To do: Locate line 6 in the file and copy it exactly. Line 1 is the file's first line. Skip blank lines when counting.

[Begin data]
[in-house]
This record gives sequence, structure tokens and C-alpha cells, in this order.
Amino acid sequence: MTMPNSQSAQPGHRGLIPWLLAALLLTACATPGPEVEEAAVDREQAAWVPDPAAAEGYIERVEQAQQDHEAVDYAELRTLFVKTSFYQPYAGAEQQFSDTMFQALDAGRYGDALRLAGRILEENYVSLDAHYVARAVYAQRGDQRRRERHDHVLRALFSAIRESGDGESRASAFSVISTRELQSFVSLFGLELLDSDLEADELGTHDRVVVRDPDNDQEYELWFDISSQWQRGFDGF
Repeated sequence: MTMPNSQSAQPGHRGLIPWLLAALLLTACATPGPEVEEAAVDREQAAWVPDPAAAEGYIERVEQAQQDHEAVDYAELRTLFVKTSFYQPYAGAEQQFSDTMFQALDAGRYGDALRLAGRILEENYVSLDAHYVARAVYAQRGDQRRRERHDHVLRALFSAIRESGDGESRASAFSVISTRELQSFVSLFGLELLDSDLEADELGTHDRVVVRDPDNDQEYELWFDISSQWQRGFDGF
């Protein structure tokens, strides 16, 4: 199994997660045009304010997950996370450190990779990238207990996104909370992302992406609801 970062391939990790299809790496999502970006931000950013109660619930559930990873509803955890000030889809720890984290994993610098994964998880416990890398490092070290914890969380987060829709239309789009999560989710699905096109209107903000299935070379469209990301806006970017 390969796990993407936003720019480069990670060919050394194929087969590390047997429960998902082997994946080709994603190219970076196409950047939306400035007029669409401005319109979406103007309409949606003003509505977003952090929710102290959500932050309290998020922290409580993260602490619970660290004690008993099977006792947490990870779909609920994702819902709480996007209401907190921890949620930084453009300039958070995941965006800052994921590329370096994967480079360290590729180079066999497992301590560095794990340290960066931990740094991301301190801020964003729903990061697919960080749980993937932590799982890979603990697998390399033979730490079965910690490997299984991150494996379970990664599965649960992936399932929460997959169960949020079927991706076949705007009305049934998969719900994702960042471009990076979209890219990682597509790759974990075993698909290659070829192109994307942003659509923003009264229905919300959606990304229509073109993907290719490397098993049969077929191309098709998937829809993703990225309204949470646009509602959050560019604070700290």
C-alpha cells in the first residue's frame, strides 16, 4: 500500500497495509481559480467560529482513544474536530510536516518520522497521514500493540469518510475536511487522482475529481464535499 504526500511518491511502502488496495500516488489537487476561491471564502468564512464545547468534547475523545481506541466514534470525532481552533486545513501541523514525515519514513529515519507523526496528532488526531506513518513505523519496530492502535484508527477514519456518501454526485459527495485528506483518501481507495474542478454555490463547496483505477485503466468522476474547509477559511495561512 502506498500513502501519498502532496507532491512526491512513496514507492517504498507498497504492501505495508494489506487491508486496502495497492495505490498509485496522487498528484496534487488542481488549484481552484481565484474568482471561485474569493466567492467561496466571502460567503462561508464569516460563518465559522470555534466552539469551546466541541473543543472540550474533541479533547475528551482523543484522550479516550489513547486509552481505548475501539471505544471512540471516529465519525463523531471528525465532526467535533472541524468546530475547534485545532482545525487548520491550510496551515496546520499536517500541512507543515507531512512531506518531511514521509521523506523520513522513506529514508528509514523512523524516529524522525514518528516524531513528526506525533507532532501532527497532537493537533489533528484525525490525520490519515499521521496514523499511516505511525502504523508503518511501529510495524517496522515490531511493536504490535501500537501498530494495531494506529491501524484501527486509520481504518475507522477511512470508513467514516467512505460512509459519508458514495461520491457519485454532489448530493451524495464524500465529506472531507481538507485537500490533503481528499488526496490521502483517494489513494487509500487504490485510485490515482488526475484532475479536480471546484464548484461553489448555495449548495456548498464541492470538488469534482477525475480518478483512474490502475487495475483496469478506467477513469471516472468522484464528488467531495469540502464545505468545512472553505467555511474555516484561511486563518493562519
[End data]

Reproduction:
C-alpha cells in the first residue's frame, strides 16, 4: 500500500497495509481559480467560529482513544474536530510536516518520522497521514500493540469518510475536511487522482475529481464535499 504526500511518491511502502488496495500516488489537487476561491471564502468564512464545547468534547475523545481506541466514534470525532481552533486545513501541523514525515519514513529515519507523526496528532488526531506513518513505523519496530492502535484508527477514519456518501454526485459527495485528506483518501481507495474542478454555490463547496483505477485503466468522476474547509477559511495561512 502506498500513502501519498502532496507532491512526491512513496514507492517504498507498497504492501505495508494489506487491508486496502495497492495505490498509485496522487498528484496534487488542481488549484481552484481565484474568482471561485474569493466567492467561496466571502460567503462561508464569516460563518465559522470555534466552539469551546466541541473543543472540550474533541479533547475528551482523543484522550479516550489513547486509552481505548475501539471505544471512540471516529465519525463523531471528525465532526467535533472541524468546530475547534485545532482545525487548520491550510496551515496546520499536517500541512507543515507531512512531506518531511514521509521523506523520513522513506529514508528509514523512523524516529524522525514518528516524531513528526506525533507532532501532527497532537493537533489533528484525525490525520490519515499521521496514523499511516505511525502504523508503518511501529510495524517496522515490531511493536504490535501500537501498530494495531494506529491501524484501527486509520481504518475507522477511512470508513467514516467512505460512509459519508458514495461520491457519485454532489448530493451524495464524500465529506472531507481538507485537500490533503481528499488526496490521502483517494489513494487509500487504490485510485490515482488526475484532475479536480471546484464548484461553489448555495449548495456548498464541492470538488469534482477525475480518478483512474490502475487495475483496469478506467477513469471516472468522484464528488467531495469540502464545505468545512472553505467555511474555516484561511486563518493562519